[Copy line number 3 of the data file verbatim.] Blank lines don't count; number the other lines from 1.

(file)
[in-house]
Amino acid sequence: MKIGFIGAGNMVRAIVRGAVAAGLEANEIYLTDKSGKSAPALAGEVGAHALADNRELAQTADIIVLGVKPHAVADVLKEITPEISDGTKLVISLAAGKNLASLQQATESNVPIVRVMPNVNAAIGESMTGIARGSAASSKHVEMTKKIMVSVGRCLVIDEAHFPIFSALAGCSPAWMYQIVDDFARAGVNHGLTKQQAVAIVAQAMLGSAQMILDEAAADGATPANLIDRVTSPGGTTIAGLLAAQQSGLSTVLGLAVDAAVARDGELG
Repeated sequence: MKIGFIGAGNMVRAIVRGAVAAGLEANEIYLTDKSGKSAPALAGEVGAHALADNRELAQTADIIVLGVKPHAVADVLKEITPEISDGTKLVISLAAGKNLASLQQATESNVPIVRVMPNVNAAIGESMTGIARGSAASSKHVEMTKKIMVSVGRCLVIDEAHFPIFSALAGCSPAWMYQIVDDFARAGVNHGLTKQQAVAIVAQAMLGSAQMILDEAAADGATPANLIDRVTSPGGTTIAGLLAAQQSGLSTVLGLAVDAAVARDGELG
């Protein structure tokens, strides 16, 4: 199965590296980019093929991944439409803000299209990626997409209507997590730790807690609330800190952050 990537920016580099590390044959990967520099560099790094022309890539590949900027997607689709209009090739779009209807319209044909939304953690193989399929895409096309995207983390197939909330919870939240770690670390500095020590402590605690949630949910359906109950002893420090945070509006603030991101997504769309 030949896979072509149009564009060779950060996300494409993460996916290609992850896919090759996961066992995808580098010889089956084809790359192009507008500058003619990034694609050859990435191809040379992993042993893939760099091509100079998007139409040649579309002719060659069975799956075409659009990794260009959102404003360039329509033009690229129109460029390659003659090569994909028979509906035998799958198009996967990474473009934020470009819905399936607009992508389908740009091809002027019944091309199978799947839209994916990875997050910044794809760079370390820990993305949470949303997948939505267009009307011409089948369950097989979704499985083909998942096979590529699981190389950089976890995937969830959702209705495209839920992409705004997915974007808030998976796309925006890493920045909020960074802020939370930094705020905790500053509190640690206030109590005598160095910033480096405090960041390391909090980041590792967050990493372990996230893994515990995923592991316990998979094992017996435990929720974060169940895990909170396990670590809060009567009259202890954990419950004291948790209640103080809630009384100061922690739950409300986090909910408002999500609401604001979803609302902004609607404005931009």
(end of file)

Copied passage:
Repeated sequence: MKIGFIGAGNMVRAIVRGAVAAGLEANEIYLTDKSGKSAPALAGEVGAHALADNRELAQTADIIVLGVKPHAVADVLKEITPEISDGTKLVISLAAGKNLASLQQATESNVPIVRVMPNVNAAIGESMTGIARGSAASSKHVEMTKKIMVSVGRCLVIDEAHFPIFSALAGCSPAWMYQIVDDFARAGVNHGLTKQQAVAIVAQAMLGSAQMILDEAAADGATPANLIDRVTSPGGTTIAGLLAAQQSGLSTVLGLAVDAAVARDGELG